Vaccines work and they’re critically important, and when my turn comes, I’ll get mine with enthusiasm, writes Dr Shane Reti, deputy leader of the National Party.
Looking across the House of Parliament, I suspect, in my many years as a GP, that I have given more vaccines than any other current members.
Put simply, I believe that vaccination against infectious disease works.
I also believe the coronavirus vaccine we are being offered in New Zealand is effective and safe, and I have recommended the vaccine in many articles that I have published.
In a media interview earlier this year I was asked if I would vaccinate the prime minister to support the vaccine rollout and I replied: yes, I could, but whether that would happen would be totally up to the prime minister.
This week I was asked in another interview whether I would have the vaccine early as an MP, to which I said: I would not be actively jumping the queue – a position the prime minister has also taken – and would have the vaccine whenever the government decided it was my time.
Later that same day, exactly that happened. I received a letter from the Covid-19 response minister, Chris Hipkins, requesting me to join a few other MPs in having the vaccine publicly, on the priority basis of generating confidence in the community. I accepted the merit in this and will be pleased to lend my support to this important initiative.
I have a track record of supporting vaccination. In 2019, Northland was in the middle of a meningitis outbreak and vaccines were offered to all children except those between five and 12 years old, one of the reasons purportedly being a lack of vaccine. This turned out to be false with Pharmac having kept secret from the Ministry of Health and others an offer of 20,000 meningitis vaccines. This only came to light when Pfizer wrote to me and told me of their offer.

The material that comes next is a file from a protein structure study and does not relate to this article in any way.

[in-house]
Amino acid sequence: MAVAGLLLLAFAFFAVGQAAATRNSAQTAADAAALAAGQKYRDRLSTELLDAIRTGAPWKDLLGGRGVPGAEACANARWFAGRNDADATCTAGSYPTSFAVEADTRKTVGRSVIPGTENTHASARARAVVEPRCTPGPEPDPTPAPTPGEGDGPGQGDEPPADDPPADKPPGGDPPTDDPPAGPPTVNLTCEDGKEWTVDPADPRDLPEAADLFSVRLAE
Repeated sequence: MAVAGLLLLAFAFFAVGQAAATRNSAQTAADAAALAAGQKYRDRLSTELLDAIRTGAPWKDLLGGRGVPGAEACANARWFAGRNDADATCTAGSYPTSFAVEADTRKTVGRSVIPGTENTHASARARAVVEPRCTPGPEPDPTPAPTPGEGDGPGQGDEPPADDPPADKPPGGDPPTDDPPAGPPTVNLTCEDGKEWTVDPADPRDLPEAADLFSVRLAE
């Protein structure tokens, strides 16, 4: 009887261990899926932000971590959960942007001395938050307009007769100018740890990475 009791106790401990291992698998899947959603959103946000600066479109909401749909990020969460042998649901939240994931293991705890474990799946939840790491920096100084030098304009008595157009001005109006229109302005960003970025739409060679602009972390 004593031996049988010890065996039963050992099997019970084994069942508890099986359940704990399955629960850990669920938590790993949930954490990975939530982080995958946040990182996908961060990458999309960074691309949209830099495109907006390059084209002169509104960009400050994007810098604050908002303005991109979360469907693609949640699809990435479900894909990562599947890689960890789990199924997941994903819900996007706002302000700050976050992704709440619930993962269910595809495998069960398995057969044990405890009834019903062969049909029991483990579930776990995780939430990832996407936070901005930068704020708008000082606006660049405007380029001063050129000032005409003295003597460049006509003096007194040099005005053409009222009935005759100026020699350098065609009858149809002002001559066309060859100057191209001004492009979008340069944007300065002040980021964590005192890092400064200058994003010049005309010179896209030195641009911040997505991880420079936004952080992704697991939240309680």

Prompted by Shona Whitehead and the Hikurangi community, and with support of Whangārei Rotary, local iwi, Māori Health providers and Northland DHB, Shona and I led an initiative to vaccinate all of the children at the low decile, high Māori incidence Hikurangi Primary School 20 minutes north of Whangārei.
I personally vaccinated children that day and would submit that, as a consequence, they were one of the most protected schools in Northland having already had a fellow student die from meningitis.
I continue to look at how we can get good coverage rates for the coronavirus vaccine. Work by Auckland colleagues suggests that 10% to 15% of people who aren’t confident about the safety of the vaccine may not be persuadable but another 10% to 15% of hesitant people may be.
What will persuade people, particularly Māori, is trusted information coming from health people such as GPs and nurses. In a lot of cases, what people simply want is time to discuss the vaccine.
But I am concerned about this, which is why in the past month I have asked the minister of health for more information on vaccine hesitancy, to figure out where we may need to target resources. I present that information in the table below.
I remain very engaged, looking to understand how we can get the best possible coronavirus vaccine response. A few weeks ago I wrote to the minister of health asking the government to support and fund Māori health providers to do what they do best and reach the hard-to-reach, especially in remote and rural regions.
I believe that with this one-in-one-hundred-year epidemic comes the one-in-one-hundred-year chance for Māori health providers to shine, and we need to support them to be at their best.
On vaccination, then, I think I have stated my case.
Table: the number of children turning two years of age between October 1 and December 31 last year, whose parents declined at least one vaccination
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